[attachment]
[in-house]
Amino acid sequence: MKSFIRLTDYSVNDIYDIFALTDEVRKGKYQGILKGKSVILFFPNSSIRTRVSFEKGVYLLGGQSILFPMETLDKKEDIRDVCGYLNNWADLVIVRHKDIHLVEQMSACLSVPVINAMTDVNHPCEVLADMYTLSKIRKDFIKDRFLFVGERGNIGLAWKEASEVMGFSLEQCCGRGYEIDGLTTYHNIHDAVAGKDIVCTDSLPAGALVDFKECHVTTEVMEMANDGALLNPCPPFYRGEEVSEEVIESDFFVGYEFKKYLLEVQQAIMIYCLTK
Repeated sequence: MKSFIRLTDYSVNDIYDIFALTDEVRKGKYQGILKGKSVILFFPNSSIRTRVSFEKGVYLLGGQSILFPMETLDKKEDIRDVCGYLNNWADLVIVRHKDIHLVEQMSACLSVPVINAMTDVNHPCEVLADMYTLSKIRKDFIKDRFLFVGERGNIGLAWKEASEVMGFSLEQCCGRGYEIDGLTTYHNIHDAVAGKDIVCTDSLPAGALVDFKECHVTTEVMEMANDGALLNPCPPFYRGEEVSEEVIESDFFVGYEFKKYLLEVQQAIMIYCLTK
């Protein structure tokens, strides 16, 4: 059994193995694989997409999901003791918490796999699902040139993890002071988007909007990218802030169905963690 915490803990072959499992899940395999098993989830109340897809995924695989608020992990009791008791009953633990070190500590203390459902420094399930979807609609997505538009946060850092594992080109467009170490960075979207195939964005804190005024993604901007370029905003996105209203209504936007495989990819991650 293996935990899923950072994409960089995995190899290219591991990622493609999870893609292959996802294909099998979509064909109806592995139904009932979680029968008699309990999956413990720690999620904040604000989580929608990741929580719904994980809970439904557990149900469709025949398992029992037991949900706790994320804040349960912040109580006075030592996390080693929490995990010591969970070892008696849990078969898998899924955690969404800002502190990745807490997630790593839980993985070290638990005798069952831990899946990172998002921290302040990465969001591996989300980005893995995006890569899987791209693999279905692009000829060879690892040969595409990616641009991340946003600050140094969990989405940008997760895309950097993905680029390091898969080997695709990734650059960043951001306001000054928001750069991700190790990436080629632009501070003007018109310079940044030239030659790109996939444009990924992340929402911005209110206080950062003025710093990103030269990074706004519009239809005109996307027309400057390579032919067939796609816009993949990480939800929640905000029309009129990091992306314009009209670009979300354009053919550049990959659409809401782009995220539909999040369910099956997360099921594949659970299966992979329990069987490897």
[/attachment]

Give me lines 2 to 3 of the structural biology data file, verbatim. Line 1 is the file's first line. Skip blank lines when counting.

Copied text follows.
Amino acid sequence: MKSFIRLTDYSVNDIYDIFALTDEVRKGKYQGILKGKSVILFFPNSSIRTRVSFEKGVYLLGGQSILFPMETLDKKEDIRDVCGYLNNWADLVIVRHKDIHLVEQMSACLSVPVINAMTDVNHPCEVLADMYTLSKIRKDFIKDRFLFVGERGNIGLAWKEASEVMGFSLEQCCGRGYEIDGLTTYHNIHDAVAGKDIVCTDSLPAGALVDFKECHVTTEVMEMANDGALLNPCPPFYRGEEVSEEVIESDFFVGYEFKKYLLEVQQAIMIYCLTK
Repeated sequence: MKSFIRLTDYSVNDIYDIFALTDEVRKGKYQGILKGKSVILFFPNSSIRTRVSFEKGVYLLGGQSILFPMETLDKKEDIRDVCGYLNNWADLVIVRHKDIHLVEQMSACLSVPVINAMTDVNHPCEVLADMYTLSKIRKDFIKDRFLFVGERGNIGLAWKEASEVMGFSLEQCCGRGYEIDGLTTYHNIHDAVAGKDIVCTDSLPAGALVDFKECHVTTEVMEMANDGALLNPCPPFYRGEEVSEEVIESDFFVGYEFKKYLLEVQQAIMIYCLTK